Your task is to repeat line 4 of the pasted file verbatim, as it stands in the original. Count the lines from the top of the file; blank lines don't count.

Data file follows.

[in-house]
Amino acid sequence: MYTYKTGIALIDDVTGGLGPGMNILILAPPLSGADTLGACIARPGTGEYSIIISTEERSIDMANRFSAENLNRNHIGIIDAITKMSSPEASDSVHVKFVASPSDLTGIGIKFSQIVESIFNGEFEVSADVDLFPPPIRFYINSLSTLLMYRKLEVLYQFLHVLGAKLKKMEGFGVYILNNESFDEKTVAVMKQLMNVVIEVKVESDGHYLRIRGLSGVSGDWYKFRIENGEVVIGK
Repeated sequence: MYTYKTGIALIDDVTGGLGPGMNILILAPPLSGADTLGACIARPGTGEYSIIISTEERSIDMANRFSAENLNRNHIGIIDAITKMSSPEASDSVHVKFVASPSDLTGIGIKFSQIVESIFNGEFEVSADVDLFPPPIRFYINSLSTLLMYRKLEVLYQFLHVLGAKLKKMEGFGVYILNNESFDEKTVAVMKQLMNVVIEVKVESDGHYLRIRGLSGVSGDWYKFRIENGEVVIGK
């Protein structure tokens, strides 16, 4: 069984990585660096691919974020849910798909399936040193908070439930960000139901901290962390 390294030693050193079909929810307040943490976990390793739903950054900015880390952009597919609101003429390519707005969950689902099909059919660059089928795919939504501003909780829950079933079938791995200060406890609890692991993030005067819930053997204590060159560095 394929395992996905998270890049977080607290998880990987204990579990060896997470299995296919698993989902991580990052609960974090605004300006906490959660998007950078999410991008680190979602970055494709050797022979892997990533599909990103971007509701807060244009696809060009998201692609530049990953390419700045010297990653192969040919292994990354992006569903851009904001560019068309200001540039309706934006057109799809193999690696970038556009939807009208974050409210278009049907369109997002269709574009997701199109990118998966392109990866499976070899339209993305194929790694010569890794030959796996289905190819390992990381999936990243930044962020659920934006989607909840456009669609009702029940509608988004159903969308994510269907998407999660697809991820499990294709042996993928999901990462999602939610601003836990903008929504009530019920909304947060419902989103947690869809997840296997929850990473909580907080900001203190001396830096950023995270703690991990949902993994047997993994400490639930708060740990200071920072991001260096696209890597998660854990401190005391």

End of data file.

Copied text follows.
């Protein structure tokens, strides 16, 4: 069984990585660096691919974020849910798909399936040193908070439930960000139901901290962390 390294030693050193079909929810307040943490976990390793739903950054900015880390952009597919609101003429390519707005969950689902099909059919660059089928795919939504501003909780829950079933079938791995200060406890609890692991993030005067819930053997204590060159560095 394929395992996905998270890049977080607290998880990987204990579990060896997470299995296919698993989902991580990052609960974090605004300006906490959660998007950078999410991008680190979602970055494709050797022979892997990533599909990103971007509701807060244009696809060009998201692609530049990953390419700045010297990653192969040919292994990354992006569903851009904001560019068309200001540039309706934006057109799809193999690696970038556009939807009208974050409210278009049907369109997002269709574009997701199109990118998966392109990866499976070899339209993305194929790694010569890794030959796996289905190819390992990381999936990243930044962020659920934006989607909840456009669609009702029940509608988004159903969308994510269907998407999660697809991820499990294709042996993928999901990462999602939610601003836990903008929504009530019920909304947060419902989103947690869809997840296997929850990473909580907080900001203190001396830096950023995270703690991990949902993994047997993994400490639930708060740990200071920072991001260096696209890597998660854990401190005391």